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DO - Basic Information
DigitalOcean is a cloud computing platform that provides users with a variety of services, including virtual private servers (VPS) and other resources for building, deploying, and managing applications. DigitalOcean's services are designed to be simple and easy to use, making them popular among developers and small businesses.
Some of the key features of DigitalOcean include:
- Virtual private servers (VPS): DigitalOcean provides VPS that can be used to host websites and applications. These VPS are known for their simplicity and ease of use, and can be quickly and easily deployed using a variety of pre-built "droplets" or custom configurations.
- Storage: DigitalOcean offers a range of storage options, including object storage, block storage, and managed databases, that can be used to store and manage data for websites and applications.
- Development and deployment tools: DigitalOcean provides a range of tools that can be used to build, deploy, and manage applications, including APIs and pre-built droplets.
- Security: DigitalOcean places a strong emphasis on security, and offers a range of tools and features to help users keep their data and applications safe. This includes encryption, backups, and other security measures.
Overall, DigitalOcean is a cloud computing platform that provides users with the tools and resources they need to build, deploy, and manage applications in the cloud. Its services are designed to be simple and easy to use, making them popular among developers and small businesses.
One of the main differences between DigitalOcean and AWS is the range of services they offer. DigitalOcean focuses on providing simple and easy-to-use virtual private servers (VPS), storage, and development and deployment tools. AWS, on the other hand, offers a much broader range of services, including VPS, storage, databases, machine learning, analytics, and many other services. This means that AWS is more suitable for complex, enterprise-level applications, while DigitalOcean is more suited to small businesses and developers.
Another key difference between the two platforms is the pricing structure. DigitalOcean's pricing is generally more straightforward and easier to understand than AWS, with a range of pricing plans that are based on the number of droplets and other resources used. AWS, on the other hand, has a more complex pricing structure that is based on a variety of factors, including the type and amount of resources used. This can make it more difficult to predict costs when using AWS.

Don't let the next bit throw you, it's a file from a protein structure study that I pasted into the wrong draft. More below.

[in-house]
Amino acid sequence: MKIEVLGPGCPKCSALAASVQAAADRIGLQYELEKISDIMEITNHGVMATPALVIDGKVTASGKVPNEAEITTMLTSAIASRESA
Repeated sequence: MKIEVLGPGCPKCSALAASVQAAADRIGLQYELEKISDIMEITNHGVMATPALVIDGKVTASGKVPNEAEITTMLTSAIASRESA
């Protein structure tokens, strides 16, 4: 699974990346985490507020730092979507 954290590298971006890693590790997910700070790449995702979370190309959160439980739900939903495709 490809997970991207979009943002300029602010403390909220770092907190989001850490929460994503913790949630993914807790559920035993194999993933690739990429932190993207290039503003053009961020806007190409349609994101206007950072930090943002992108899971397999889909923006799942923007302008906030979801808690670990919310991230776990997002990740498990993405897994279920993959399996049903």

A user is what you expect, a user. He can create Teams and be a member of different teams.
A team is a group of users. When a user creates a team he has the role owner on that team and he initially sets up the billing info. Other user can then be invited to the team.
Inside the team there might be several projects. A project is just a set of services running. It can be used to separate different infra stages, like prod, staging, dev...
As explained, a project is just a container for all the services (droplets, spaces, databases, kubernetes...) running together inside of it. A Digital Ocean project is very similar to a GCP project without IAM.
Basically all members of a team have access to the DO resources in all the projects created within the team (with more or less privileges).
Each user inside a team can have one of the following three roles inside of it:
Owner and member can list the users and check their roles (biller cannot).
As in most of the platforms, in order to access to the GUI you can use a set of valid username and password to access the cloud resources. Once logged in you can see all the teams you are part of in https://cloud.digitalocean.com/account/profile. And you can see all your activity in https://cloud.digitalocean.com/account/activity.
MFA can be enabled in a user and enforced for all the users in a team to access the team.
In order to use the API, users can generate API keys. These will always come with Read permissions but Write permission are optional. The API keys look like this:
doctl auth init # Asks for the token
doctl auth init --context my-context # Login with a different token
doctl auth list # List accounts
By default this token will be written in clear-text in Mac in
These are keys that give access to the Spaces (like S3 in AWS or Storage in GCP).
They are composed by a name, a keyid and a secret. An example could be:
OAuth applications can be granted access over Digital Ocean.
This way, if you create a new droplet, the SSH key will be set on it and you will be able to login via SSH without password (note that newly uploaded SSH keys aren't set in already existent droplets for security reasons).
The way to trigger a function via REST API (always enabled, it's the method the cli uses) is by triggering a request with an authentication token like:
curl -X POST "https://faas-lon1-129376a7.doserverless.co/api/v1/namespaces/fn-c100c012-65bf-4040-1230-2183764b7c23/actions/functionname?blocking=true&result=true" \
-H "Content-Type: application/json" \
-H "Authorization: Basic MGU0NTczZGQtNjNiYS00MjZlLWI2YjctODk0N2MyYTA2NGQ4OkhwVEllQ2t4djNZN2x6YjJiRmFGc1FERXBySVlWa1lEbUxtRE1aRTludXA1UUNlU2VpV0ZGNjNqWnVhYVdrTFg="